Remedy rolls back Control update that forced players to use the Epic Store launcher

Control tips
(Image credit: Remedy)

The update that brought Photo Mode to Remedy's outstanding shooter Control today also delivered another, unexpected surprise. A small number of users on Reddit (via USgamer) noticed that, after the update was applied, it was no longer possible to launch the game directly through the executable file or their Steam library: It was only accessible through the Epic Games Store launcher.

Even worse for these players, the update also disabled for Steam Controllers and other Steam-supported peripherals, and as you might imagine not everyone was happy about it. Numerous commenters took the change as a stealthy insertion of DRM and while nobody seemed quite sure who to blame—Remedy, or publisher 505 Games, or the Epic Games Store—the situation didn't help alleviate the persistent suspicion that surrounds Epic for some gamers.

As it turns out, the whole thing was a mistake. Remedy issued a statement saying that the intent was to use the Epic Store launcher "to validate future paid expansions, not to force you to play online or to remove Steam controller support." To address the issue, Remedy will roll Control back to the previous version as soon as possible, which unfortunately means Photo Mode will also be going away. But hopefully only briefly: Remedy said the update will be restored "as soon as we can fix the issues that came up."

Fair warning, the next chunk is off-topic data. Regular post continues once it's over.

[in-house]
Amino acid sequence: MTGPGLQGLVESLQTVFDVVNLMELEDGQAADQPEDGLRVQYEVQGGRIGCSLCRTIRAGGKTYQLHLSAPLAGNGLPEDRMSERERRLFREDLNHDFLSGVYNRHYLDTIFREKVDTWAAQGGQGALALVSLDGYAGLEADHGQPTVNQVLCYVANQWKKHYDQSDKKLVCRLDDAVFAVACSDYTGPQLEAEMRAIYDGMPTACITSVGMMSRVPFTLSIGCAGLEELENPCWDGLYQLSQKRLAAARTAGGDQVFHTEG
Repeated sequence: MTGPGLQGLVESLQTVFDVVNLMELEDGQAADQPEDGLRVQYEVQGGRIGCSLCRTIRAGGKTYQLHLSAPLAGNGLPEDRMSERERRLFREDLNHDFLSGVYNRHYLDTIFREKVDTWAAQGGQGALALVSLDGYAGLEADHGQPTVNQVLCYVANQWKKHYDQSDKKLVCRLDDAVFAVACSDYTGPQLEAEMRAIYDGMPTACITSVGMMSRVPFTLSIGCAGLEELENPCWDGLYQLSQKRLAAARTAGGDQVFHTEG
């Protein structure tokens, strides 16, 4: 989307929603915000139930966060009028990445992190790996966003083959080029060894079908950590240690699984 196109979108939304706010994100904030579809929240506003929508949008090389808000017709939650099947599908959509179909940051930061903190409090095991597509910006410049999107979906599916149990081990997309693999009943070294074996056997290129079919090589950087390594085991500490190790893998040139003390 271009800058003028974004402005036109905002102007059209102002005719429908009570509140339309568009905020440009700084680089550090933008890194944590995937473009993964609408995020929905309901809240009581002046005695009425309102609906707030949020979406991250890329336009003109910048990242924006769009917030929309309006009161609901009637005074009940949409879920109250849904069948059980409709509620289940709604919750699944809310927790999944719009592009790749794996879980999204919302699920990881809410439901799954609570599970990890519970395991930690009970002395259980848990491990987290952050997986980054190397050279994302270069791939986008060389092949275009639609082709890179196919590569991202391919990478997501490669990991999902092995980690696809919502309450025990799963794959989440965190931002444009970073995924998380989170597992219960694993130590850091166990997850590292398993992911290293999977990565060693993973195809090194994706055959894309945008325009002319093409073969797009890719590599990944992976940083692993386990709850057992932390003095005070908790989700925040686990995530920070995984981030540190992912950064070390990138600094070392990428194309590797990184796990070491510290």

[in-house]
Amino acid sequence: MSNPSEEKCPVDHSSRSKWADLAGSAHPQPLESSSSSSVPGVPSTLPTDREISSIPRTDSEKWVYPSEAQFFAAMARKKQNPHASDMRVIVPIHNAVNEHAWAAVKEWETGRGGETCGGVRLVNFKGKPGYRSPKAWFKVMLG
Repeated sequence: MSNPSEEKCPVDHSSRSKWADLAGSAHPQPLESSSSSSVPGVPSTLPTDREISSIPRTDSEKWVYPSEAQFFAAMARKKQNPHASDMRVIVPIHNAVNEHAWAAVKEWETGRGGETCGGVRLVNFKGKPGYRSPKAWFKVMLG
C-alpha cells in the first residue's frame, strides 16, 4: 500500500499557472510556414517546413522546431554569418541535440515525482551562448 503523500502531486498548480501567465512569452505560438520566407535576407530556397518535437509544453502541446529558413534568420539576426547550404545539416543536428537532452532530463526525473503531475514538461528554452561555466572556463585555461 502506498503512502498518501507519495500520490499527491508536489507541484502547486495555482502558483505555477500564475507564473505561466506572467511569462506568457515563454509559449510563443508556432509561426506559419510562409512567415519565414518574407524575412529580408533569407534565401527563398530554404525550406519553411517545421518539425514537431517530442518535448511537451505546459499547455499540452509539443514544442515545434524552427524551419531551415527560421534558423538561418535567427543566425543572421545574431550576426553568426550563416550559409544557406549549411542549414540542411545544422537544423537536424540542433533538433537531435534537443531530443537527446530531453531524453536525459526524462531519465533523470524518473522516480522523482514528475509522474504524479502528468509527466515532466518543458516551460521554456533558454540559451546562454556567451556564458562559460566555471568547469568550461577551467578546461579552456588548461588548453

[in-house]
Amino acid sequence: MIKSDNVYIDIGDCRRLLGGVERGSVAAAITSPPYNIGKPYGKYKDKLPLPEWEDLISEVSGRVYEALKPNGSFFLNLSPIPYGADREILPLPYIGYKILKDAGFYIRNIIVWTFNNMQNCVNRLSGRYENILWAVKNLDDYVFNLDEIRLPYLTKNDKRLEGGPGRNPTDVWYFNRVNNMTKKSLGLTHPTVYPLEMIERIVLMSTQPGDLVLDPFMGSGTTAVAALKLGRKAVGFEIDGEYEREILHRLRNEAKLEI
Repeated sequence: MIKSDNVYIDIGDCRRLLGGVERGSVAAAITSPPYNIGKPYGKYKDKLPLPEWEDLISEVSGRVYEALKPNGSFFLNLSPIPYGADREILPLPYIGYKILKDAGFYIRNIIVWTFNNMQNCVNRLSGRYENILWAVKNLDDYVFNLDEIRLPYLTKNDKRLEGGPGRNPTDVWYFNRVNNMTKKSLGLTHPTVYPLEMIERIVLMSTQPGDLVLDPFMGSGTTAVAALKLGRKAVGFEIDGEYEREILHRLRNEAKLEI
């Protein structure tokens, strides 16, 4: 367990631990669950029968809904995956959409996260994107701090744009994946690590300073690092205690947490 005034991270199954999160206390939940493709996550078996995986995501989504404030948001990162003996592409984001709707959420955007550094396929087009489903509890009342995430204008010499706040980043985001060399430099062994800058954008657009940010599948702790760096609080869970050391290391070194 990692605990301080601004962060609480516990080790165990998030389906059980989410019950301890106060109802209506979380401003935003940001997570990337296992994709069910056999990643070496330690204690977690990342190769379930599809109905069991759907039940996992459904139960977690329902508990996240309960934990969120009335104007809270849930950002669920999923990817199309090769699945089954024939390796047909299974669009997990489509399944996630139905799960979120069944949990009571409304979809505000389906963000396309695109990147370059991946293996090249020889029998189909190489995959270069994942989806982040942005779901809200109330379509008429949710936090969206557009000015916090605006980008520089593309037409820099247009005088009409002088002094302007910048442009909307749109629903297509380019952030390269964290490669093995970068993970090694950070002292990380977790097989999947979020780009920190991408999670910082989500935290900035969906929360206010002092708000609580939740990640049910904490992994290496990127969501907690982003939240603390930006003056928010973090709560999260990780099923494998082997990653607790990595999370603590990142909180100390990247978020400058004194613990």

"We will have more information to share as soon as we sort this out," the studio said, "No need to blame Epic for our mistakes."

Andy Chalk

Andy has been gaming on PCs from the very beginning, starting as a youngster with text adventures and primitive action games on a cassette-based TRS80. From there he graduated to the glory days of Sierra Online adventures and Microprose sims, ran a local BBS, learned how to build PCs, and developed a longstanding love of RPGs, immersive sims, and shooters. He began writing videogame news in 2007 for The Escapist and somehow managed to avoid getting fired until 2014, when he joined the storied ranks of PC Gamer. He covers all aspects of the industry, from new game announcements and patch notes to legal disputes, Twitch beefs, esports, and Henry Cavill. Lots of Henry Cavill.